A REPORT by scientists proposing that Scotland should consider building an array of small nuclear power reactors to help combat climate warming has been dismissed as “disingenuous”. Three experts under the banner of the Nuclear Consulting Group think tank say that a new report from the Royal Society of Edinburgh (RSE) displayed a “disappointingly poor grasp of the realities of the nuclear issue”. They have been backed by campaigners, but the RSE has warned against ruling out energy technologies that may not meet “every possible criterion”. The nuclear power industry welcomed RSE’s report. The RSE report on ‘Scotland’s Energy Future’ was published on June 17, 2019, following a two-year inquiry. Its lead authors were Sir Muir Russell, who was head of the Scottish civil service and principal of the University of Glasgow, and Rebecca Lunn, an engineering professor at the University of Strathclyde. “Nuclear power has zero carbon emissions at point of generation and could play a major role in helping Scotland meet its climate targets,” the report concluded. It accepted that there were “well recognised challenges” with nuclear such as costs, decommissioning, and the disposal of radioactive waste. “Addressing these issues will require substantial investment over a prolonged period of time,” it said. But the RSE report suggested that “small modular reactors” (SMRs) could be a solution. They are reactors designed to be assembled from pre-made parts to generate under 300 megawatts of electricity, a quarter of that produced by current nuclear stations. “SMRs could provide many of the benefits of large-scale nuclear energy, but in a form that may prove more acceptable to the public,” the report said. “There is a high level of uncertainty over how long this technology will take to sufficiently develop.” The Nuclear Consulting Group (NCG) has now issued a sharp riposte to the RSE report. It has published a paper by three experts: Dr Paul Dorfman from University College London; Tom Burke from the climate think tank E3G; and Steve Thomas, emeritus professor of energy policy from the University of Greenwich. They concluded that “Scotland’s energy future has no need for nuclear”. They criticised the RSE report for “conflicting” and “confusing” messages about nuclear power. The RSE report didn’t provide evidence to back up some of its claims, the NCG paper argued. The RSE failed “to note that all nuclear is significantly more carbon intensive than all renewables”. NCG maintained that renewables such as wind power were cheaper than new nuclear. It was particularly critical of the idea that SMRs could help Scotland achieve its climate targets.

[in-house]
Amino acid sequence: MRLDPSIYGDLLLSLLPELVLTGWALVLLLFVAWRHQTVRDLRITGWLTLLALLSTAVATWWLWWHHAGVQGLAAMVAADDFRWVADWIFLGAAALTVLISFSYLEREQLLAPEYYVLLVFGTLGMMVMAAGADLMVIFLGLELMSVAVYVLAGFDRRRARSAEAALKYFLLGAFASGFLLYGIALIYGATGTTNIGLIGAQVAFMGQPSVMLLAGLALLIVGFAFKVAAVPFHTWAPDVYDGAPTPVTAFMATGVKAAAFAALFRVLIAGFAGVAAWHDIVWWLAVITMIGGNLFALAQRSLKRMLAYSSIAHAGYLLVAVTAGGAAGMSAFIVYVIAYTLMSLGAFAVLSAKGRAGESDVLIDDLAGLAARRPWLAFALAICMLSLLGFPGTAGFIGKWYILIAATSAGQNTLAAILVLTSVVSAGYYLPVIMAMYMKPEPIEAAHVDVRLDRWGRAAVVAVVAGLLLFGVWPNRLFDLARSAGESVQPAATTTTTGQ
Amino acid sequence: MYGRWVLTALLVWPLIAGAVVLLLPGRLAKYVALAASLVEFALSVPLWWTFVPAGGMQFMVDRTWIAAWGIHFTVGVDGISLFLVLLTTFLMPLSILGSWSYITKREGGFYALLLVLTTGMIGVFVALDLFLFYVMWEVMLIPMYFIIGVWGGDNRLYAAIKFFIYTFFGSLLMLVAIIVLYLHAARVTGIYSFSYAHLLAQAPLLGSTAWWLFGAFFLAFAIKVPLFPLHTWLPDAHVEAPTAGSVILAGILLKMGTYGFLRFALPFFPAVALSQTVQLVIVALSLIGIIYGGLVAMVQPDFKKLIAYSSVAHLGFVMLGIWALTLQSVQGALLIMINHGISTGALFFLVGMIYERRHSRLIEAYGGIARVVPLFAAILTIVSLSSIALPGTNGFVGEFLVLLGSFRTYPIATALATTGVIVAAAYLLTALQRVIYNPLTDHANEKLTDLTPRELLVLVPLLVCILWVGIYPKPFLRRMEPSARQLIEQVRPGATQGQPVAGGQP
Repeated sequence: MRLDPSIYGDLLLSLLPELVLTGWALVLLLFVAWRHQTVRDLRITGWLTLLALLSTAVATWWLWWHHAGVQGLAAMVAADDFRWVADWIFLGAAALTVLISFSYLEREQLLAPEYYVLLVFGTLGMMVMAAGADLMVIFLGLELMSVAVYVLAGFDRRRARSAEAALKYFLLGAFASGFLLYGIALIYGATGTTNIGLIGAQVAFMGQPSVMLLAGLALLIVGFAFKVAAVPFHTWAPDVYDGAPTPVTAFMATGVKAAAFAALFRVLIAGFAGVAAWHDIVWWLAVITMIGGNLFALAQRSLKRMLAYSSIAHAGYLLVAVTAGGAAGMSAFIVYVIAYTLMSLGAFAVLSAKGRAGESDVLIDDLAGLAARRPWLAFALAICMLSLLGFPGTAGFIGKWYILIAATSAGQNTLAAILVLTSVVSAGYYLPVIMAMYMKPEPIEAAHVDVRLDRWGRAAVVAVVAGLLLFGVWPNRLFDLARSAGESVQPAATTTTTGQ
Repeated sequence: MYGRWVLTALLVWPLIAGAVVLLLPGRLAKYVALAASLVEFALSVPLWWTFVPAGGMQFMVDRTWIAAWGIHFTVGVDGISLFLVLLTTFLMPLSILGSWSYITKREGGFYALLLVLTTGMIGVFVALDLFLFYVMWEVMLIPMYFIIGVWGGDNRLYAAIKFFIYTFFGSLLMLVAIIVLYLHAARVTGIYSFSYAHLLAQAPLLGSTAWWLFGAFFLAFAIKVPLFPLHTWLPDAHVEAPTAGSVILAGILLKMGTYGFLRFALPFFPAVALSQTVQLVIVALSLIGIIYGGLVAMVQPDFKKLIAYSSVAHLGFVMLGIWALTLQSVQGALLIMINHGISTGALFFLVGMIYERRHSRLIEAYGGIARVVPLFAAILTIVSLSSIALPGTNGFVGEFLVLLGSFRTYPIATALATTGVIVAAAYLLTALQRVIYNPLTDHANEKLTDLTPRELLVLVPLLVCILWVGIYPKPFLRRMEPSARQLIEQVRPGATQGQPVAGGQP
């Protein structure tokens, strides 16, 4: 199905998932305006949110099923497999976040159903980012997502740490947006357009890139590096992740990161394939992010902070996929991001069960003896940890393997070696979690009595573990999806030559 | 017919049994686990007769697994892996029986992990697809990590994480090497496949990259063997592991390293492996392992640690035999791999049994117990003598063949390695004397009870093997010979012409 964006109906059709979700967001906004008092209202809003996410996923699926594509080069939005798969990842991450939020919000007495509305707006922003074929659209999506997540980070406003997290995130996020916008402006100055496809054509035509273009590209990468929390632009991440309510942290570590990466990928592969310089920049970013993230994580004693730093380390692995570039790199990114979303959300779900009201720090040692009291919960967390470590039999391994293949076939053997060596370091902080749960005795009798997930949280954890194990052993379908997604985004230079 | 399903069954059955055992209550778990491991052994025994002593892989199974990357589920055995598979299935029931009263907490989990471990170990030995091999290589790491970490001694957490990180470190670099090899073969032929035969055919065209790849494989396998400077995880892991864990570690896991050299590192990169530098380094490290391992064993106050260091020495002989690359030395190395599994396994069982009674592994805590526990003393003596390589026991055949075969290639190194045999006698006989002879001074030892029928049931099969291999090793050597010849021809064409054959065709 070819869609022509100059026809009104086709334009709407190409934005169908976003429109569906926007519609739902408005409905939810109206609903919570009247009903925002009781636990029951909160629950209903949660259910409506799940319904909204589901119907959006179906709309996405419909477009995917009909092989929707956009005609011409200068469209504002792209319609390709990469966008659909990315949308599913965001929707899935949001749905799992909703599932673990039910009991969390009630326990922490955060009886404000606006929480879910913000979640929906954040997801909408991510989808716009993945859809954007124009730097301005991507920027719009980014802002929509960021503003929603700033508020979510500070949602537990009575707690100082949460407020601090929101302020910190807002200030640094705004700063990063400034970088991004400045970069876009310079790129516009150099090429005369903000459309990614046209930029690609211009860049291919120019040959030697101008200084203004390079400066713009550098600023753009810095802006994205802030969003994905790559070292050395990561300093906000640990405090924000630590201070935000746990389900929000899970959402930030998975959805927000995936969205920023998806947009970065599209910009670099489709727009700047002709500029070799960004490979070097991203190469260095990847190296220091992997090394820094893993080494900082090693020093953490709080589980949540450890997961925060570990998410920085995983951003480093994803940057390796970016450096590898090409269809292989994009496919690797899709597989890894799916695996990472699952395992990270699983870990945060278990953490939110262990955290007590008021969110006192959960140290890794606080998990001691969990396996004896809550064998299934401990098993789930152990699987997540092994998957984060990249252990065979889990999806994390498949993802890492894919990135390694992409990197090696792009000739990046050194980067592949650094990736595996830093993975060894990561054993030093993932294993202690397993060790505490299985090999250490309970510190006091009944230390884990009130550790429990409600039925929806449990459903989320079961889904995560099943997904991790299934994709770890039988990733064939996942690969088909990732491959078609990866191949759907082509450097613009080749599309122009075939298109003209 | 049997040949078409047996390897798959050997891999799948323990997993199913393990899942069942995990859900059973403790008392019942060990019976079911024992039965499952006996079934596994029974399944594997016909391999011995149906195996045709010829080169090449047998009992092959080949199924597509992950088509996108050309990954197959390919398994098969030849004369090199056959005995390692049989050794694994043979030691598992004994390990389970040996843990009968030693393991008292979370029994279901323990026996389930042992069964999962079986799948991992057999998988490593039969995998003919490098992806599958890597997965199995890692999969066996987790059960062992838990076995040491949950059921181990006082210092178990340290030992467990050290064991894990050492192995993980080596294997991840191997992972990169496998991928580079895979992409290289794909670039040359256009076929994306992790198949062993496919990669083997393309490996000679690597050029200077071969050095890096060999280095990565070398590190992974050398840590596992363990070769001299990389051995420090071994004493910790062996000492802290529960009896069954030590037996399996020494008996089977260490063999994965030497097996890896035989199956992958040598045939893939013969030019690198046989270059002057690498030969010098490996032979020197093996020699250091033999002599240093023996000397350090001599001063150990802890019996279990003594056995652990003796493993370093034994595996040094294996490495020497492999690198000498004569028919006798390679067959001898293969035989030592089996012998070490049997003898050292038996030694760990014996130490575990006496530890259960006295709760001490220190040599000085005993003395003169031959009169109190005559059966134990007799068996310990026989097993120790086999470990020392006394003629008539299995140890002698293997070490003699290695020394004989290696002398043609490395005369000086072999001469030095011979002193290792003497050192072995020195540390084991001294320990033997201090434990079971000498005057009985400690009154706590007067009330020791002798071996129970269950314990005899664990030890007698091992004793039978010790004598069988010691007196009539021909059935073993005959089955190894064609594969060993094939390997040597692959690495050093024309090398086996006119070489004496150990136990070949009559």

The National 7th July 2019 read more »
The Ferret 7th July 2019 read more »